Blue Ruin, 2014
Instant Classic film Noir by Brooklyn based Jeremy Saulnier.
After hearing that the man who murdered his parents has been released from prison, Dwight Evans abandons his pitiful life as a beach bum and returns to his hometown, reigniting a violent feud that had begun decades earlier. (via Cinema Review: Blue Ruin | Under the Radar - Music Magazine)
Kurt and chicken.
20 years later, and still the talk of town.
Sweat, Dirt and Beer
Last night, as my flatmate and I left the BFI, after watching the grueling Wake in Fright, I was relieved to know he would be coming to the flat instead of heading out to his girlfriends, as is custom. I was frightened.
As a documentary photographer one is taught to immerse in the subject that one is photographing; blurring the line, dispersing into the landscape. While revisiting the film I couldn’t help but to recall situations that I have deliberately put myself into while trying to get the photographs I want, and how terribly awful must be to remain against my will in such places.
If Gary Bond, our leading actor, a frustrated teacher who gets stalled in a miner town in the Australian outback on his way to Sidney in search of a better future, had been there to document macho camaraderie and alcoholism is isolated towns, it would have result an utterly realistic photographic document. However, that is not the case. Our instructor is desperate to leave the town, yet finding himself quickly without money and a handful of new male friends who will bully him into the unimaginable, he’ll begin to question his own boundaries.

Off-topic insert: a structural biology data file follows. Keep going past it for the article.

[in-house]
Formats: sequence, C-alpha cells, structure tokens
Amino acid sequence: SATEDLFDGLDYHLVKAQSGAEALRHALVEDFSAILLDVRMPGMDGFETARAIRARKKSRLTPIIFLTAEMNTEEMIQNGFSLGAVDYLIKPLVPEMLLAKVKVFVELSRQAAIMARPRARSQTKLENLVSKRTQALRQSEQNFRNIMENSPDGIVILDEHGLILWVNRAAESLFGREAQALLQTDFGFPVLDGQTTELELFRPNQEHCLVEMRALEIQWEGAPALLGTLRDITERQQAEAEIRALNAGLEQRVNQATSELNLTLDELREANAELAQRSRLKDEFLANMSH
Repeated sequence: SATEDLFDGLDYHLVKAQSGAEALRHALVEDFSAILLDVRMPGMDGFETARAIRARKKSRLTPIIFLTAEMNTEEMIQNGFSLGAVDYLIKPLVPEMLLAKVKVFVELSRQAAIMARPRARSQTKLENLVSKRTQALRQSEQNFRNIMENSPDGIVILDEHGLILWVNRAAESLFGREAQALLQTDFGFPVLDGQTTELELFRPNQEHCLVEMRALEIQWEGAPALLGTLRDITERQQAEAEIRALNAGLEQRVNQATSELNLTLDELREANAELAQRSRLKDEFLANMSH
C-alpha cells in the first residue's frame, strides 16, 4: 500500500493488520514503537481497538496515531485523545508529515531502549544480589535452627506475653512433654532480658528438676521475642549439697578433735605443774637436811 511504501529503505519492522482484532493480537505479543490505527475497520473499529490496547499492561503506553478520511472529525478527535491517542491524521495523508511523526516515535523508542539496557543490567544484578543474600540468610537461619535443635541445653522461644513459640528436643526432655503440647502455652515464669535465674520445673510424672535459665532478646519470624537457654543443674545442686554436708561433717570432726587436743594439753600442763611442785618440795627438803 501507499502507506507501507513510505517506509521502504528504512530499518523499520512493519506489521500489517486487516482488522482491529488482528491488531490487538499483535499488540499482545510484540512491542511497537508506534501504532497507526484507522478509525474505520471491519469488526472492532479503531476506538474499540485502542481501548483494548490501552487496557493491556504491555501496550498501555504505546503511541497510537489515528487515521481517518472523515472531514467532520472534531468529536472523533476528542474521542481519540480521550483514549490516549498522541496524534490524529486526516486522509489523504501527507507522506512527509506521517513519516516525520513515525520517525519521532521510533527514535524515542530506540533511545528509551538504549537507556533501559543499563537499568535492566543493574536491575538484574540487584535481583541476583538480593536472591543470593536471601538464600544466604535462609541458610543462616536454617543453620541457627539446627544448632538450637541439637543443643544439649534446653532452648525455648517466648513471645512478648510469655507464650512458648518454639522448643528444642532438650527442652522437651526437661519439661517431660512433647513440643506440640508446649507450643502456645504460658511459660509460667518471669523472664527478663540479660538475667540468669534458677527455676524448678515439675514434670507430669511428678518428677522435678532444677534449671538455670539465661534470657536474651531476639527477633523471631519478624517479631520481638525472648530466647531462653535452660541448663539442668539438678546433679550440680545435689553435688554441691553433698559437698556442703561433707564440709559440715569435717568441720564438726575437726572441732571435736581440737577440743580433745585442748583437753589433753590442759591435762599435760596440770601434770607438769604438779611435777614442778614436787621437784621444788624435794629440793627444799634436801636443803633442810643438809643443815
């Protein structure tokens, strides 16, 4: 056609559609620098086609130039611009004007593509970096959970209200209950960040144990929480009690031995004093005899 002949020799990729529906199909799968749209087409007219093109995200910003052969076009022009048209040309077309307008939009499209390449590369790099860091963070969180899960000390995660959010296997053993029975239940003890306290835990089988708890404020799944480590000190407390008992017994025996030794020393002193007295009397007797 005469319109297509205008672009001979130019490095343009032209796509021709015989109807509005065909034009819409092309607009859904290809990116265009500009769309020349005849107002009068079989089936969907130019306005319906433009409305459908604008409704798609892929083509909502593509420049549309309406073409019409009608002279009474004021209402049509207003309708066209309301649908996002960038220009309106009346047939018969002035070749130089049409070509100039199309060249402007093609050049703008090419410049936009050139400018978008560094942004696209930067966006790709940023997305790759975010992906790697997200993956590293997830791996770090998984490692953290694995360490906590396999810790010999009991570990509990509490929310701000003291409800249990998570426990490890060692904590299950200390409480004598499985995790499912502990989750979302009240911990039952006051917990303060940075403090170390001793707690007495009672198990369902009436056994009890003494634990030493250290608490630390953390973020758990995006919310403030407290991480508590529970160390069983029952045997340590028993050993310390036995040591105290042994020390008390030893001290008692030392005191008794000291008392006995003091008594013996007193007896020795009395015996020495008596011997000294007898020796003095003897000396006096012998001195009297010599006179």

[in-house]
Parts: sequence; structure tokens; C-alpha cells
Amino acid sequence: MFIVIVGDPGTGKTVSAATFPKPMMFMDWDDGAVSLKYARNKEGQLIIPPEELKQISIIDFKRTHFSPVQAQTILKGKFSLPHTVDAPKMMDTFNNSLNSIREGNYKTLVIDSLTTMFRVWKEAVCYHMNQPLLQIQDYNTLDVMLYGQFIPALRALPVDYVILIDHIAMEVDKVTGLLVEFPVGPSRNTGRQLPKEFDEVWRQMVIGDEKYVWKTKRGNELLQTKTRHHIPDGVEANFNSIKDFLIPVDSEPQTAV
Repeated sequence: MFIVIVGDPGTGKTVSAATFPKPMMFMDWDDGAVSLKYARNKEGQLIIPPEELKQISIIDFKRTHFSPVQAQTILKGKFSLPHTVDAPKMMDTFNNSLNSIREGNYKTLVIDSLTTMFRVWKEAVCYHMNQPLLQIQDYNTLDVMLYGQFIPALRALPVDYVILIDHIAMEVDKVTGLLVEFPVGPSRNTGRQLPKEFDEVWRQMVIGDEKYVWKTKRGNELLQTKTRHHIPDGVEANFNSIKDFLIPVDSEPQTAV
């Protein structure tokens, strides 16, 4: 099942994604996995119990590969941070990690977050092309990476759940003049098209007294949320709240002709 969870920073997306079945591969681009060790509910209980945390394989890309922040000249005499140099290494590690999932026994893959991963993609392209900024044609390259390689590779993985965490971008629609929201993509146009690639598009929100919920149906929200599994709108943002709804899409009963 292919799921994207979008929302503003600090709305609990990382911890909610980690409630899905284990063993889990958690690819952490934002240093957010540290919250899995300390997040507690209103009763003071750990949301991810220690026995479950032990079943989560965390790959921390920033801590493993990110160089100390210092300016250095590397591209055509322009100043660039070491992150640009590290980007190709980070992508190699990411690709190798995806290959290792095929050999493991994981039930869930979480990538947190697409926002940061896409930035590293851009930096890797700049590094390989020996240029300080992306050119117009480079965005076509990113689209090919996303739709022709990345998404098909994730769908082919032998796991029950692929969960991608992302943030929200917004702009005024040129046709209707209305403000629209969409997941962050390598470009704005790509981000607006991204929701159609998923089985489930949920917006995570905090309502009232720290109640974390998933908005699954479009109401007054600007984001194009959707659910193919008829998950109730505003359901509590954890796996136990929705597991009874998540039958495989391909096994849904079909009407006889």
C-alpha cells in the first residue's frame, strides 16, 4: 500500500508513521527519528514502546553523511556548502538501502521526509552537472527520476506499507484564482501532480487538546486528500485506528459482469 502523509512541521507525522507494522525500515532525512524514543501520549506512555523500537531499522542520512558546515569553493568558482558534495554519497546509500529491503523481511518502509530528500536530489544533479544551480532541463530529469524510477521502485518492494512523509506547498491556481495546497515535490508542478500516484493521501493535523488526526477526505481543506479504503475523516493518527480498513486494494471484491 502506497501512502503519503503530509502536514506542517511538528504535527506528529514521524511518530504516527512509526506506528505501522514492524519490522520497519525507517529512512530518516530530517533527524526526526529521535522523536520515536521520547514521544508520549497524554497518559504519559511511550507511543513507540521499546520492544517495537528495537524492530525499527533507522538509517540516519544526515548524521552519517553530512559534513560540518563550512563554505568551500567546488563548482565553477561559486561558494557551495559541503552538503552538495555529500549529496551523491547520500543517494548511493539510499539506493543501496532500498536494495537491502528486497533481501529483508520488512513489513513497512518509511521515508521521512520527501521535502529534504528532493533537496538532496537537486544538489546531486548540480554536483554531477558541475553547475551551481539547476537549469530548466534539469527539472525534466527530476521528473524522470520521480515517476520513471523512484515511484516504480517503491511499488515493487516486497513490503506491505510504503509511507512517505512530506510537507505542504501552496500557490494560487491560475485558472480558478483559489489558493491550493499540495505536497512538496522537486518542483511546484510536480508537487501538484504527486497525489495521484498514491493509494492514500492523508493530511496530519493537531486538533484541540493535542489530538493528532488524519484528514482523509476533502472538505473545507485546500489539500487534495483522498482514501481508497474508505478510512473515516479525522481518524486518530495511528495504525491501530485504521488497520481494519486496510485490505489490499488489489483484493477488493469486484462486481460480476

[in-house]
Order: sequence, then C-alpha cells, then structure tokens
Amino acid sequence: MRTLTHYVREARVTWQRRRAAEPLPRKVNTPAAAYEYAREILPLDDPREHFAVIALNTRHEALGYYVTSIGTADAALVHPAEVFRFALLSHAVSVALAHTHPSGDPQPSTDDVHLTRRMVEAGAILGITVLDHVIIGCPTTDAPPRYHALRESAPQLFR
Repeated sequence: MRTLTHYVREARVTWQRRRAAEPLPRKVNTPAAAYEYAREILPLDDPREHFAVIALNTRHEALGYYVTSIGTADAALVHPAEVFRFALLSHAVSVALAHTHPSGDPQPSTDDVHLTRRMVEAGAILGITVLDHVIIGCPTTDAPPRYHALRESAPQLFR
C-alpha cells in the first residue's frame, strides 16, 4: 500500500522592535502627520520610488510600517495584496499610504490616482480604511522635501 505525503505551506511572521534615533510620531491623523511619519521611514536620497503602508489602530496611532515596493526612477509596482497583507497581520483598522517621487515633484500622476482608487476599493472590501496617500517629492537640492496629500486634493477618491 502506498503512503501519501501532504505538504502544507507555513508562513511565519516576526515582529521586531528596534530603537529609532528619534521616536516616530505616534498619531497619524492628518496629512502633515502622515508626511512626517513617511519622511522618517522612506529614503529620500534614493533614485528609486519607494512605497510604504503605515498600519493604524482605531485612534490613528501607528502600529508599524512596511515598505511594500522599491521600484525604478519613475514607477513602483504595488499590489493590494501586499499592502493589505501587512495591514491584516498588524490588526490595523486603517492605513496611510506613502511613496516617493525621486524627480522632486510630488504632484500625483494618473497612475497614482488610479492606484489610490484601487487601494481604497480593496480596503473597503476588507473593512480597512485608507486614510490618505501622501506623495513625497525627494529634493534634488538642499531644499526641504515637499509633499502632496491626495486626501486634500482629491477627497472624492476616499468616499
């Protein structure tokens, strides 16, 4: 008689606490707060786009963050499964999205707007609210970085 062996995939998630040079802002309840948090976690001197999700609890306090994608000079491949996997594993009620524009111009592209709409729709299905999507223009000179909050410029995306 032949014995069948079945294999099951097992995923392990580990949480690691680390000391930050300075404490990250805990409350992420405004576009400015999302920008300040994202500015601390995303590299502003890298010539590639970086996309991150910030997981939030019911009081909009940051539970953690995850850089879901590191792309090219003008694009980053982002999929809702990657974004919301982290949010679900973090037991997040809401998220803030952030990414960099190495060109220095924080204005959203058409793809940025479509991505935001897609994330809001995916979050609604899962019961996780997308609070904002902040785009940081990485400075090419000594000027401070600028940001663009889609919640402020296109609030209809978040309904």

Ted Kotchetf’s film premiered in Cannes in 1971 to an audience that included a 24 years old Martin Scorsese. After being lost for decades is now showing in selected cinemas in London. Don’t dare to bring a first date.
Kristina Records. Stoke Newington, East London. Spring 2014
The De Beauvoir Deli, London. Spring 2014
The Beauvoir Town, London. Digital. Spring 2014